In most cases, fear is used to keep the people under control; whether it is a fear of the loss of acceptance and love, or the fear of condemnation due to living situations or past mistakes. Sin is used as a tool to control and manipulate through fear of recrimination.
In a nutshell, spiritual abuses include, but are not limited to: mind-control, thought reform, coercion, manipulation, deception, legalism, authoritarianism, guilt trips, and holier-than-thou attitudes. And make no mistake, these abuses are often purposeful. The person abusing is aware of their actions, though they may not view them as abusive, even if they are self-serving.
So, with all this in mind, what can we do to avoid creating atmospheres where abuses may occur? Most obvious is to not engage in any of the signs of spiritual abuse. Leaders need to change their thinking and open themselves to alternate ways of thinking. It’s very easy to get caught up in the glamour and tradition of celebrations and positions of power, but we must be mindful that as servants we need to put the needs of our flocks first – not to our own detriments mind you, but sufficient so that our flocks know their needs are important to the survival of the church as a whole.
Pastors need to be mindful of authentic caring – people know if you truly care about them. They can sense that you may have ulterior motives and they know if you are genuine and authentic. There are some out there, however, who are not so in touch with their senses and who may be easily led astray – even by authentic caring. Therefore, being open and upfront with parishioners is imperative. Creating an atmosphere of openness gives everyone permission to be authentic beings, but it also allows for appropriate boundaries.
As with prayer, we must allow ourselves to listen freely and without bias. We must be able to hear feedback without taking things too personally. We must be able to synthesize suggestion and allow ourselves to be open to reflection and humility. Part of creating an atmosphere of openness is allowing others to feel as if their voices are heard and that they, as parishioners, are validated for their humanity. It is also holding them, and ourselves, responsible for actions through caring, gentle, and open communication. But first we must listen for that voice of compassion and love to help instruct us how to move forward into empowerment rather than authoritarianism.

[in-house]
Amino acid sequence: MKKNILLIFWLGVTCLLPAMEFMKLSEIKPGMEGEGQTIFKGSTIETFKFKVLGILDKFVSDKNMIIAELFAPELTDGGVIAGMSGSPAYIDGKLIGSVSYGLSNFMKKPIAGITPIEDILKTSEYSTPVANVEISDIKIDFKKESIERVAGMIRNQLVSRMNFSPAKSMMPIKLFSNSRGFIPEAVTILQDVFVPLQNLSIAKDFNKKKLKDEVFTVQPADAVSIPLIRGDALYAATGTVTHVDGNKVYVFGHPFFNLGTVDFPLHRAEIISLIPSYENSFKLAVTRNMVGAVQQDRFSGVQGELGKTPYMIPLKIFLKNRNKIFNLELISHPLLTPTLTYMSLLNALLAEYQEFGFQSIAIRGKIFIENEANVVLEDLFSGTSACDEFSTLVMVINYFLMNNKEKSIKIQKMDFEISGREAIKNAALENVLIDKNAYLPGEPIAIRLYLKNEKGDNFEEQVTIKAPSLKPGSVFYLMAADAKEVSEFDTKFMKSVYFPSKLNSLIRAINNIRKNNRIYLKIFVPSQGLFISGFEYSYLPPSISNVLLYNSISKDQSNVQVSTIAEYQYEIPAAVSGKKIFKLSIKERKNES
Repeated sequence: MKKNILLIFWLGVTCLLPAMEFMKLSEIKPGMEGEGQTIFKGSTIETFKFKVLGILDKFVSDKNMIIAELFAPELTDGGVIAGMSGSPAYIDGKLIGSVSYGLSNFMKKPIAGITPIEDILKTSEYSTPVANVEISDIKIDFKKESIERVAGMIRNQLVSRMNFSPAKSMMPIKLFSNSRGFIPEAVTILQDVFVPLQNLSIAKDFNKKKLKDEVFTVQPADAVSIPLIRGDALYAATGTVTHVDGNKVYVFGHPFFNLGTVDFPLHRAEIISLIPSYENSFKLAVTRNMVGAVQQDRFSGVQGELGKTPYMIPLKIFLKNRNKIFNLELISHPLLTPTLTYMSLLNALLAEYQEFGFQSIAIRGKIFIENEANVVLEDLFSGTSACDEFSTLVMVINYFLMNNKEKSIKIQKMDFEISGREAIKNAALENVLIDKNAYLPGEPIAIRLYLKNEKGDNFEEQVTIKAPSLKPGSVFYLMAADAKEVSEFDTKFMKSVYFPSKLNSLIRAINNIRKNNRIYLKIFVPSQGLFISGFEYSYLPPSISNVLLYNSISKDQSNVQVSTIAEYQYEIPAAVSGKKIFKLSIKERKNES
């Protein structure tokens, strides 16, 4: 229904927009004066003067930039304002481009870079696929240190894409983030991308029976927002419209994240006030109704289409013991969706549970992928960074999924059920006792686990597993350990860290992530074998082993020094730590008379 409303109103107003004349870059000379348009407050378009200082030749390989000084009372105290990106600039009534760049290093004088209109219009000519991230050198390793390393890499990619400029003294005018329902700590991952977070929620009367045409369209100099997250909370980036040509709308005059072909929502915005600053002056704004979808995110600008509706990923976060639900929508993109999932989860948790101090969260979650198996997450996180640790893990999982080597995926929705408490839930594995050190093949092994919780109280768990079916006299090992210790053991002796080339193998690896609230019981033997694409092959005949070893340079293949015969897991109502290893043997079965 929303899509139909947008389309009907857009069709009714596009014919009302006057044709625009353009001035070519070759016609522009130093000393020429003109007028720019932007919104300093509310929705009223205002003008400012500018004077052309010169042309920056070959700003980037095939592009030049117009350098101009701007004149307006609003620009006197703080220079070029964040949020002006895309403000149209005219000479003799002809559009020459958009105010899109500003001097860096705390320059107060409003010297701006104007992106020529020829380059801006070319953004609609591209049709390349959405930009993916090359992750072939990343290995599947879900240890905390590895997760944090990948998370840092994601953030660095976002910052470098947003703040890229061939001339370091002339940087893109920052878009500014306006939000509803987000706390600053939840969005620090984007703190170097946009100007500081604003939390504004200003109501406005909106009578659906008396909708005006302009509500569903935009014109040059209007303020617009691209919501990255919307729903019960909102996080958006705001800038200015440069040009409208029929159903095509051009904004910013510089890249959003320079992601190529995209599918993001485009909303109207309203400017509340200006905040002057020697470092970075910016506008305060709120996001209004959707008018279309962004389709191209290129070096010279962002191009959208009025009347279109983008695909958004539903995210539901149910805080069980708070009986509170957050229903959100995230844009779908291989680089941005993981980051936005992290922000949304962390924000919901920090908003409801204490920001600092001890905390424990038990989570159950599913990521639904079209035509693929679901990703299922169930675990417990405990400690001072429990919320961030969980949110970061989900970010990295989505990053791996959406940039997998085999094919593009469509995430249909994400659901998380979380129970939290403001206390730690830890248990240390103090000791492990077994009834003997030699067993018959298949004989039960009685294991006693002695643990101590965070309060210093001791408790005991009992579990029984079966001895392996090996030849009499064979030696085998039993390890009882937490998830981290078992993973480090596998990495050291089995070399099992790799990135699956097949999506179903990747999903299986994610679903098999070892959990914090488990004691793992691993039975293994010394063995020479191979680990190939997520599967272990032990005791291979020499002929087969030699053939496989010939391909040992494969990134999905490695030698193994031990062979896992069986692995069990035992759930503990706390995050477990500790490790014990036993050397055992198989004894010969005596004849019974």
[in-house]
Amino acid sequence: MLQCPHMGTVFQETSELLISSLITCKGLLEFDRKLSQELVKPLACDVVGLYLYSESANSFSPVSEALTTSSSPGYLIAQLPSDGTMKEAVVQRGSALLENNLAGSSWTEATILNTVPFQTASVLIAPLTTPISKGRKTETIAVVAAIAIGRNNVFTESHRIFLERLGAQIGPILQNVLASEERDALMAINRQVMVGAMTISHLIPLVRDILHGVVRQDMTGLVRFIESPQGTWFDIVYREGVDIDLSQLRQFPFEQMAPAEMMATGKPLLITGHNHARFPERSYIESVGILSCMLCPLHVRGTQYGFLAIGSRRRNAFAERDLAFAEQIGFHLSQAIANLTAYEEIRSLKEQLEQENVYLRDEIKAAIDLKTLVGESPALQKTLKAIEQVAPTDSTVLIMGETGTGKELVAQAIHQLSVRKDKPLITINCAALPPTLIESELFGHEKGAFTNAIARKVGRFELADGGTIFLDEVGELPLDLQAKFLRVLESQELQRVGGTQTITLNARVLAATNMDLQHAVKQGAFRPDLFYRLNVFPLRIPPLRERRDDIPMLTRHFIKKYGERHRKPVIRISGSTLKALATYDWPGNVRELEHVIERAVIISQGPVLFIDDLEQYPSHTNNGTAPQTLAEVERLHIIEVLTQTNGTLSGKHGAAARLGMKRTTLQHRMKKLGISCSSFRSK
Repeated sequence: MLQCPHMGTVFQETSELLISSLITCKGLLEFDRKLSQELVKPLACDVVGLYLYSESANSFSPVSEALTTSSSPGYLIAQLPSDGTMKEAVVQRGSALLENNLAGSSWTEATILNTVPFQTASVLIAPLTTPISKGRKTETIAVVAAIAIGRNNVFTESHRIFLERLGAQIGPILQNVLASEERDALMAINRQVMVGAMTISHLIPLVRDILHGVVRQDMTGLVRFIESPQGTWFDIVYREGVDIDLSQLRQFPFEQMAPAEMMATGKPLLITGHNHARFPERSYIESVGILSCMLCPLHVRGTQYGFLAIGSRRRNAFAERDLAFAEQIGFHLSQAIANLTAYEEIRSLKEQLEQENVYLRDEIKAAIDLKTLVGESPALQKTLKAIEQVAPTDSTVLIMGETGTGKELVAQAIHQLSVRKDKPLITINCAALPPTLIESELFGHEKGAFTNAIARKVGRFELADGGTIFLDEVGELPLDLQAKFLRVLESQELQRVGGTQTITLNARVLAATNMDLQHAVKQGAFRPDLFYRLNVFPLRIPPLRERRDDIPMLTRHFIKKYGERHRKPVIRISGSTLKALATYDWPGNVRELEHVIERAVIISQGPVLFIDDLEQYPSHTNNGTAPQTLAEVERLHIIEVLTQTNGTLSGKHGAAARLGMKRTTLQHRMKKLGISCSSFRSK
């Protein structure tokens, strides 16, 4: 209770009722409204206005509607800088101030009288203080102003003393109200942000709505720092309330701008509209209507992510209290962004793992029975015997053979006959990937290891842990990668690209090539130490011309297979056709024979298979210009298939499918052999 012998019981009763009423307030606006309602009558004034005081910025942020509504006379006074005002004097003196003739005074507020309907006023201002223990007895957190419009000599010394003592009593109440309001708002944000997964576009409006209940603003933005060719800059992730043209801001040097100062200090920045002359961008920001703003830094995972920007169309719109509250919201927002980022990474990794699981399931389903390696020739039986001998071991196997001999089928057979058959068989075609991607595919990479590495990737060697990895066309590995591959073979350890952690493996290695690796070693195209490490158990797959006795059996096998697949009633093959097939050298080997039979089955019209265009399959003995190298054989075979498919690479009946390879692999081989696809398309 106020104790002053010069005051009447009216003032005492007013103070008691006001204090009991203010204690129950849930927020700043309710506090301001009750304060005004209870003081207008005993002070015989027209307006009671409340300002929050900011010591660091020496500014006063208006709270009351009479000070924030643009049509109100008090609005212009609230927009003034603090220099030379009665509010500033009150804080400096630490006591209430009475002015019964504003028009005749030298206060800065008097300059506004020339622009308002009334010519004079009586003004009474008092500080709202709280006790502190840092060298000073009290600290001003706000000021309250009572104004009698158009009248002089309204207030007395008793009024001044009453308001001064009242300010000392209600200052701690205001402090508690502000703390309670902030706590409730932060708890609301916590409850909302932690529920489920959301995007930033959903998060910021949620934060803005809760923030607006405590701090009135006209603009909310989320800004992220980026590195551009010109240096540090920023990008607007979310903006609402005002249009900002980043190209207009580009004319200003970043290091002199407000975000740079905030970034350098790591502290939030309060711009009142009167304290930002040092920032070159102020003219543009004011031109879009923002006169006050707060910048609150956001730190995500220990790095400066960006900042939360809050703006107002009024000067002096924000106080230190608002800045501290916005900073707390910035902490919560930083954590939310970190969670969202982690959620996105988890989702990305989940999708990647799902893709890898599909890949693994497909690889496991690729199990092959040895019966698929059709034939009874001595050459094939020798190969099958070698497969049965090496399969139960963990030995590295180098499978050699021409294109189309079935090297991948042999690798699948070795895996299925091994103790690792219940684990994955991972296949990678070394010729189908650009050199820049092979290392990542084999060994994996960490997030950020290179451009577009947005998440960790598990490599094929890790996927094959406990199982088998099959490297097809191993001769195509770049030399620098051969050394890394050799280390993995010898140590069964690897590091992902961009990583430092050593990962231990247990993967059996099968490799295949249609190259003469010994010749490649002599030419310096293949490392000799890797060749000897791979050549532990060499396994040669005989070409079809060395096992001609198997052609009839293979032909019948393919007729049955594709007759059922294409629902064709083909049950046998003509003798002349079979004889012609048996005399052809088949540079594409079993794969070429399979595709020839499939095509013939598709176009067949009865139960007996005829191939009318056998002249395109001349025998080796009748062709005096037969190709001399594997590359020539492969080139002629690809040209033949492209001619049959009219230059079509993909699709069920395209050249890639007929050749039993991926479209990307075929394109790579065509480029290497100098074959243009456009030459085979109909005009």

The issue of spiritual abuse runs too deep in our communities to be easily fixed with three easy solutions. No, it can be a long and often difficult process to fully confront and expunge the issues of spiritual abuse. Prevention is key, but in many case people come to us already damaged just as we too have been possibly damaged.
Lastly, we must engage in true forgiveness, not just of the abuser, but of ourselves as well. We must put into practice the very teachings we espouse an open our hearts, souls, and minds to the power and process of forgiveness.
- Clinebell, H. J. (1984). Basic types of pastoral counseling: Resources for the ministry of healing and growth. Nashville, Tenn: Abingdon Press.
- Demuth, M. (2016, September 6). 10 ways to spot spiritual abuse. Retrieved November 27, 2016, from http://www.marydemuth.com/spiritual-abuse-10-ways-to-spot-it/
- Donahue, J., & Moser, M. T. (1996). Religion, ethics & the common good. Mystic, CT: Twenty-Third Publications.
- Gibson, L. (n.d.). Visit our new blog area and watch our videos. Retrieved November 27, 2016, from http://spiritualabuse.org/
- Olen, J., & Barry, V. E. (1996). Applying ethics: A text with readings. Belmont: Wadsworth Pub.
- Remley, T. P., & Herlihy, B. (2005). Ethical, legal, and professional issues in counseling. Upper Saddle River, NJ: Pearson.
- Stivers, R. L. (1989). Christian ethics: A case method approach. Maryknoll, NY: Orbis Books.
The Rev. Father Kenneth Nelan is the pastor of the Sacred Wandering Pastoral Center in Milwaukee Wisconsin. He is also the celebrant of the Sunday Mass broadcast on Facebook.